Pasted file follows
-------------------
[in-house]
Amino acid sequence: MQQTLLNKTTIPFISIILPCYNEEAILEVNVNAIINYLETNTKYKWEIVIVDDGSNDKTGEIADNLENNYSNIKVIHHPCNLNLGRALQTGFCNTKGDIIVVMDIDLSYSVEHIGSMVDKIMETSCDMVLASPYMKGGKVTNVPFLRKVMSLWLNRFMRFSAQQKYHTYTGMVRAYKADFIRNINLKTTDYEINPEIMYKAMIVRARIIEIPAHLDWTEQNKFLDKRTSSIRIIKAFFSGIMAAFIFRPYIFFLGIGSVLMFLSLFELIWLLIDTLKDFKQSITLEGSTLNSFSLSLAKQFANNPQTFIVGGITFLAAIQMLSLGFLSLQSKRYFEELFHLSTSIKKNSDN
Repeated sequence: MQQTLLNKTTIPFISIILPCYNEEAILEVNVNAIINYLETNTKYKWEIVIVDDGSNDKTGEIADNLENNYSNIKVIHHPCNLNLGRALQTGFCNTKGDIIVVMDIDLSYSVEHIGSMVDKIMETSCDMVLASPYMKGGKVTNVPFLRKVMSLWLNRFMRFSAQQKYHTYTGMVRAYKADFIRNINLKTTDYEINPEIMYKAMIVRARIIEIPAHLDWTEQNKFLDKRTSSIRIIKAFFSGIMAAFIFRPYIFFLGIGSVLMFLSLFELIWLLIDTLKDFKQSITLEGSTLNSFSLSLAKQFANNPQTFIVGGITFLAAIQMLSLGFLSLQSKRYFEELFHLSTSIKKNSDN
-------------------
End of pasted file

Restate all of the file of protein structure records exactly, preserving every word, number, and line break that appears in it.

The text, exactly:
[in-house]
Amino acid sequence: MQQTLLNKTTIPFISIILPCYNEEAILEVNVNAIINYLETNTKYKWEIVIVDDGSNDKTGEIADNLENNYSNIKVIHHPCNLNLGRALQTGFCNTKGDIIVVMDIDLSYSVEHIGSMVDKIMETSCDMVLASPYMKGGKVTNVPFLRKVMSLWLNRFMRFSAQQKYHTYTGMVRAYKADFIRNINLKTTDYEINPEIMYKAMIVRARIIEIPAHLDWTEQNKFLDKRTSSIRIIKAFFSGIMAAFIFRPYIFFLGIGSVLMFLSLFELIWLLIDTLKDFKQSITLEGSTLNSFSLSLAKQFANNPQTFIVGGITFLAAIQMLSLGFLSLQSKRYFEELFHLSTSIKKNSDN
Repeated sequence: MQQTLLNKTTIPFISIILPCYNEEAILEVNVNAIINYLETNTKYKWEIVIVDDGSNDKTGEIADNLENNYSNIKVIHHPCNLNLGRALQTGFCNTKGDIIVVMDIDLSYSVEHIGSMVDKIMETSCDMVLASPYMKGGKVTNVPFLRKVMSLWLNRFMRFSAQQKYHTYTGMVRAYKADFIRNINLKTTDYEINPEIMYKAMIVRARIIEIPAHLDWTEQNKFLDKRTSSIRIIKAFFSGIMAAFIFRPYIFFLGIGSVLMFLSLFELIWLLIDTLKDFKQSITLEGSTLNSFSLSLAKQFANNPQTFIVGGITFLAAIQMLSLGFLSLQSKRYFEELFHLSTSIKKNSDN